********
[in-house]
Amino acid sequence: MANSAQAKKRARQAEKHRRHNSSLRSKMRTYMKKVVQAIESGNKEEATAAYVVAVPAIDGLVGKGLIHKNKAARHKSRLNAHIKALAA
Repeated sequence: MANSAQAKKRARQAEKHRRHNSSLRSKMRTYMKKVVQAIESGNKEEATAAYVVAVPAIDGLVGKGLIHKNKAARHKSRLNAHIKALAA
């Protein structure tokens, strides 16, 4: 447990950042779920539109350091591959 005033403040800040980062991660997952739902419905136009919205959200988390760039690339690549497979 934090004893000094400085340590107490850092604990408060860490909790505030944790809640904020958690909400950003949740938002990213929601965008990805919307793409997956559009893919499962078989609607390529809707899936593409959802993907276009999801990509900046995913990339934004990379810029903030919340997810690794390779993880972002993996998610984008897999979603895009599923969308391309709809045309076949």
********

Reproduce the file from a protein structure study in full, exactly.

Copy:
[in-house]
Amino acid sequence: MANSAQAKKRARQAEKHRRHNSSLRSKMRTYMKKVVQAIESGNKEEATAAYVVAVPAIDGLVGKGLIHKNKAARHKSRLNAHIKALAA
Repeated sequence: MANSAQAKKRARQAEKHRRHNSSLRSKMRTYMKKVVQAIESGNKEEATAAYVVAVPAIDGLVGKGLIHKNKAARHKSRLNAHIKALAA
């Protein structure tokens, strides 16, 4: 447990950042779920539109350091591959 005033403040800040980062991660997952739902419905136009919205959200988390760039690339690549497979 934090004893000094400085340590107490850092604990408060860490909790505030944790809640904020958690909400950003949740938002990213929601965008990805919307793409997956559009893919499962078989609607390529809707899936593409959802993907276009999801990509900046995913990339934004990379810029903030919340997810690794390779993880972002993996998610984008897999979603895009599923969308391309709809045309076949």